Guest post by Greg Butler, Senior Director of Education Strategy, Worldwide Education, Microsoft.
Quality education is a critical catalyst for social and economic development and the single most important investment in the future of individuals, communities and nations. In a 21st century knowledge economy however, it is vital that any investment in education incorporates the innovative use of technology for the benefit of both teachers and students.
The Innovative Teaching and Learning research shows the importance that quality teachers have on learning outcomes, and that quality revolves around their ability to enable pedagogies that engage and motivate students, while challenging them to apply 21st Century Skills to relevant and meaningful learning activities. This research points to the critical role that ICT use plays in enabling such student learning. While there are many promising examples of such teaching and learning, currently they are not the norm, and rely on individual teachers.
The challenge remains, how to develop teacher competencies around the use of ICT at a system level so we can remove the disparity between classrooms and teachers, and create opportunities for all students to engage deeply with learning content and develop the skills and knowledge for success in school and life.
To address, Microsoft partnered with UNESCO, industry partners Intel and CISCO, and more recently ISTE to develop the UNESCO ICT Competency Framework for Teachers (CFT). This framework provides a comprehensive model of Teacher Professional Learning, incorporating all areas of ICT competency teachers need to make the shift to more impactful learning. Key is that the frameworks presents a range of areas of development including pedagogy, classroom organisation, curriculum and assessment, ICT skills and administration. And because it uses a competency based approach, it provides guidance on how systems can measure where teachers are and then fill the gaps towards teacher proficiency, only working on what is needed.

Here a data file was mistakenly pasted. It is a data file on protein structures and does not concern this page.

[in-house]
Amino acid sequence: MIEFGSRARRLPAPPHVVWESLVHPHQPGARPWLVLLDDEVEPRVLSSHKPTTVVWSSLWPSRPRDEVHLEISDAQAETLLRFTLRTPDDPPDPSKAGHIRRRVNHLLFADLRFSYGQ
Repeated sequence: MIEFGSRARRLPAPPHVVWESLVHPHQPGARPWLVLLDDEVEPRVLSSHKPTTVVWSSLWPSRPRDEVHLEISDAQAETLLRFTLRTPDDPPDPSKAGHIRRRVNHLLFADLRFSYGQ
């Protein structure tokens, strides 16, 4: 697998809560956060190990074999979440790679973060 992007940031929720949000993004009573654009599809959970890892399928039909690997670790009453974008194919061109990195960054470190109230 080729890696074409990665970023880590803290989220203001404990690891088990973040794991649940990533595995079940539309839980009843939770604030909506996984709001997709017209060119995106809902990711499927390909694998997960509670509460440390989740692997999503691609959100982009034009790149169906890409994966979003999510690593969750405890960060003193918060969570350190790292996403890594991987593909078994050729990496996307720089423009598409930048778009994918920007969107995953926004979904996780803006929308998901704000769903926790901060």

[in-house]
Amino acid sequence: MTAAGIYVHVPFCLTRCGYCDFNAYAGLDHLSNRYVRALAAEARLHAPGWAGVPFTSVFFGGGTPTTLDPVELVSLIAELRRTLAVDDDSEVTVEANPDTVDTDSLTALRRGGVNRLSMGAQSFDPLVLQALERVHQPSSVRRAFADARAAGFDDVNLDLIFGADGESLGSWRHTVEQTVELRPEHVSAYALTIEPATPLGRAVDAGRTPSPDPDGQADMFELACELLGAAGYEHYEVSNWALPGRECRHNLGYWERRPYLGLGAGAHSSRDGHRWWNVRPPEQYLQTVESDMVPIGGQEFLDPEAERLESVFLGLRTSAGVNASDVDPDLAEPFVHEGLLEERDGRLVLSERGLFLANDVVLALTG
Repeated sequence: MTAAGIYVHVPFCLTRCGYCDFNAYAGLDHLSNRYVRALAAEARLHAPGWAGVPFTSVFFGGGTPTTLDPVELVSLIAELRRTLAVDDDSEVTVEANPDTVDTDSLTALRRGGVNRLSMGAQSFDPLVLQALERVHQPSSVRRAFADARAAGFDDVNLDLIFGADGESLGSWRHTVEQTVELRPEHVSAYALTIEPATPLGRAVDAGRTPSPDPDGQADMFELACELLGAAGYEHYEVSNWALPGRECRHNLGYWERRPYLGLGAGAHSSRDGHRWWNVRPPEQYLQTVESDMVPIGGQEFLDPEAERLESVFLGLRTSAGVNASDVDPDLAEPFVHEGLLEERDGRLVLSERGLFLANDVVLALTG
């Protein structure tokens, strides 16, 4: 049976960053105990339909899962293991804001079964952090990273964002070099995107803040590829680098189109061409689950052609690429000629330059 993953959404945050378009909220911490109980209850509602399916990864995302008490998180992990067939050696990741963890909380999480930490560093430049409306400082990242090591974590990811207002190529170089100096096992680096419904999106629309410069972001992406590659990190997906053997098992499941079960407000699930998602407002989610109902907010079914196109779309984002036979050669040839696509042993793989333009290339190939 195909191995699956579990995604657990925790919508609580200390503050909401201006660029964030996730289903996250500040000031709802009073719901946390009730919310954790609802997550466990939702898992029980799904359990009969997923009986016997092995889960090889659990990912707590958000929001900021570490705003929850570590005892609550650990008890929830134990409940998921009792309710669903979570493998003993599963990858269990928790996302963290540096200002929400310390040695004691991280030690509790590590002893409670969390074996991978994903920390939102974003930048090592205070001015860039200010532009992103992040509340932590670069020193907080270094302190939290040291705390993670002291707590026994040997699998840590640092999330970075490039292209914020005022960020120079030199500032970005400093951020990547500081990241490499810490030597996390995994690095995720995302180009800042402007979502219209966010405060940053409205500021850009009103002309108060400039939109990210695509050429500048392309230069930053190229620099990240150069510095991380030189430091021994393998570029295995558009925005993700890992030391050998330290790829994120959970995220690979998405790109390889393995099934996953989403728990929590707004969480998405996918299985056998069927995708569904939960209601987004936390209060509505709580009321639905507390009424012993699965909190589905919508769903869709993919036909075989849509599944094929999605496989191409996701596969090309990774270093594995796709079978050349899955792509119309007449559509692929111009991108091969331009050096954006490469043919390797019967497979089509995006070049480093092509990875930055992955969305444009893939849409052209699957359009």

Last week in Barbados with partners the Commonwealth Secretariat, the Commonwealth of Learning and UNESCO, we hosted an ICT Education Leadership forum for senior education leaders across the Caribbean. At the heart of the discussions and information sharing was sharing knowledge of successful deployments of the UNESCO ICT CFT across the Caribbean, and building a community of support between ministries to facilitate the change required at the system level for countries to improve the quality of teaching and learning through the use of ICTs. One example of what systems need to do is the work in partnership between the Ministry of Education in Guyana, Commonwealth Secretariat, Commonwealth of Learning and Microsoft. For the past two years we have worked to develop and execute a deployment model for the UNESCO ICT CFT in Guyana, which will be presented and has been documented in a detailed case study — http://ictf2012.org/resource-centre
The interesting thing about piloting this work in Guyana is that the country is one of the Least Developed Countries (LDC) in the region and yet with strong leadership and focused support across all stakeholders they are seeing positive results. I am sure there are many lessons for all countries, as we look for more partnerships around the system level transformations in teaching and learning that will deliver quality teaching and learning for all students.